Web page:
CATL emphasizes that the availability of 4C superfast charging will help lift the heavy veil of EV range anxiety from the car-buying public. That is also the opinion of the US Department of Energy. The convenience of charging an EV at home attracts many electric car buyers despite the long length of time involved, but home charging is just the starting gate. The Energy Department is among those anticipating that public fast charging stations are the key to unlocking even more EV buyers.
“The majority of BEV recharging is done at home, but having access to public direct current (DC) fast chargers can have a big impact on BEV utility from a consumer perspective,” the Energy Department reported back in 2017.
Beyond the actual use of fast-charging stations, that impact extends to the peace of mind factor. EV drivers behave differently when they know fast charging stations are available when needed. As a result, EV drivers with access to fast-charging stations tend to put more miles on their cars under normal charging conditions.
“Studies have shown that in areas where drivers have access to 50-kW or 120-kW fast charge stations, annual electric vehicle (EV) miles traveled (i.e., eVMT) increased by over 25%, even in cases where fast charging was used for 1% to 5% of total charging events,” the Energy Department noted.
“To be truly competitive to the ICEV refueling experience, even higher power stations are necessary. To address the fast charge barrier, charging at 400-kW, or extreme fast charging (XFC), has been proposed,” they added.
CATL Toots Own Battery Horn
As for why superfast EV charging has not been here all along, the Energy Department’s National Renewable Energy Laboratory offers a quick explainer.
“As batteries charge, lithium ions race from the negative electrode to the positive anode. On arrival, ions insert into graphite particles — a process called intercalation — to store energy. The faster lithium ions move, the faster a battery will charge. However, if you push these ions too hard, they fail to intercalate successfully,” they explain. “In this scenario, lithium forms a dense metallic barrier on the surface of graphite materials, which impedes the movement of lithium ions during charge and discharge.”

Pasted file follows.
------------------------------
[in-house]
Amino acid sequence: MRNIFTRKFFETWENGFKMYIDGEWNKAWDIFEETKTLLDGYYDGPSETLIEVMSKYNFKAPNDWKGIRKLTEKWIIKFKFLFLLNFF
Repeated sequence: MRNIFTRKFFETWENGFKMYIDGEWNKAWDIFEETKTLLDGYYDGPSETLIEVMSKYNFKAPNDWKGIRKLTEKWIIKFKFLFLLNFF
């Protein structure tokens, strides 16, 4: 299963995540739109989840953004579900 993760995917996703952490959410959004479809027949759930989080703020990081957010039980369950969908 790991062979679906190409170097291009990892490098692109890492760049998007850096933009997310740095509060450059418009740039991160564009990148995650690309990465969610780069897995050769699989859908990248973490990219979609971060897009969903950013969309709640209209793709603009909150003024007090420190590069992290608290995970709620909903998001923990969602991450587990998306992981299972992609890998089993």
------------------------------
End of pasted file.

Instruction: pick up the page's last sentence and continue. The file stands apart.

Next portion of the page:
“This phenomenon, known as lithium plating, has catastrophic impacts on battery performance, safety, and lifetime,” they add for good measure.
The shorter version is that years of R&D work go into designing an EV battery that can charge quickly without face-planting itself, and CATL is not shy about tooting its own horn over the new Shenxing battery’s contributions to the cause.
“Shenxing leverages the super electronic network cathode technology and fully nano-crystallized LFP cathode material to create a super-electronic network, which facilitates the extraction of lithium ions and the rapid response to charging signals,” the company stated in a press release.
CATL also explained that the graphite surface in its new EV battery has been modified to maximize the efficiency of lithium ion inseration, or, as they colorfully put it, to create “an expressway for current conduction. ”
Among other improvements, the new tweaks include a layered approach to electrode design, aimed at balancing fast charging with driving range.
“CATL has developed a brand-new superconducting electrolyte formula, which effectively reduces the viscosity of the electrolyte, resulting in improved conductivity,” they also note.
Hold on to your hats. In a study published last spring in the journal Nature Sustainability, a research team from Northwestern University suggests that it may be “challenging” for LFP batteries to meet the domestic or free-trade sourcing standards to qualify for tax credits under the Inflation Reduction Act.
Maybe take the bus next time?